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Spring 2017 Programs

Fort Leavenworth Series
The Chinese Way of War
with Gary Bjorge
Thursday, Feb. 2 – 3:00 p.m. at the Dole Institute

The popular Fort Leavenworth series kicks off 2017 with an examination of Chinese military thought from ancient times to present. Gary Bjorge will draw thought on the topic through the lens of the Huai Hai Campaign, the largest campaign fought by Chinese Communist forces during the Chinese Civil War (1946-49).


Presidential Lecture Series
The U.S. and the Great War: 100 Years Later

On April 2, 1917, President Woodrow Wilson asked a joint session of Congress to make the world “safe for democracy.” Four days later, the United States entered World War I, one of the deadliest wars in American history. The 2017 Presidential Lecture Series will welcome expert guest lecturers to dive inside U.S. involvement in the Great War and the ways in which the war effort touched all levels of society.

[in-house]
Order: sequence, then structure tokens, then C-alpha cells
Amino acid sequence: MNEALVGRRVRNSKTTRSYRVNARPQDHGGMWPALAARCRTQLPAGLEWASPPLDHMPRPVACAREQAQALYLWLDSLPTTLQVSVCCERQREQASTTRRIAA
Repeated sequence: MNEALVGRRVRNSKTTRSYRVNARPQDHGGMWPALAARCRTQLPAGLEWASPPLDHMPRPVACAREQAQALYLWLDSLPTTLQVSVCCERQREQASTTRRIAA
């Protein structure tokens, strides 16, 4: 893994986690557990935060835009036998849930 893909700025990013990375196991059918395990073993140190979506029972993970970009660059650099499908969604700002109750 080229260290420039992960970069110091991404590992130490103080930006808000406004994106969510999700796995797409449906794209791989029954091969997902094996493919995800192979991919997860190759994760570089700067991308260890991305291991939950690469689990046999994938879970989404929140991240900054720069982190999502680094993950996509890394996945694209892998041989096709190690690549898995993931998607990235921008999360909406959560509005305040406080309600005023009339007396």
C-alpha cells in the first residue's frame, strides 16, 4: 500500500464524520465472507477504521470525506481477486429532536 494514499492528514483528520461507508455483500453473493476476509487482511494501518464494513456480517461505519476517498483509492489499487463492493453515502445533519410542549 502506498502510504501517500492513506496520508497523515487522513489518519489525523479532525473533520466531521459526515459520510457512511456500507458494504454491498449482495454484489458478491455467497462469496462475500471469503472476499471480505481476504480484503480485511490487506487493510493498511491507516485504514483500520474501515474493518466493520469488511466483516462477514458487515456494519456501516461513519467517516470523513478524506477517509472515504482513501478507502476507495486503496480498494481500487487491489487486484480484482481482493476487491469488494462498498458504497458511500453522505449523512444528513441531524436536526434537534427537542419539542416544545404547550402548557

America’s Road to War
Thursday, Feb. 2 – 7:00 p.m. at the Dole Institute

When war broke out in Europe in 1914, the U.S. stood on the sidelines as President Wilson asked his fellow citizens to remain neutral “in thought as well as in deed.” Noted scholar and Chair of War Studies in the U.S. Army War College Michael Neiberg introduces our lecture series, exploring the complex paths of politics, economics and cultural divisions that came together and brought America into the war less than three years later.

A Giant with Feet of Clay: The American Military in the Great War
Thursday, Feb. 9 – 7:00 p.m. at the Dole Institute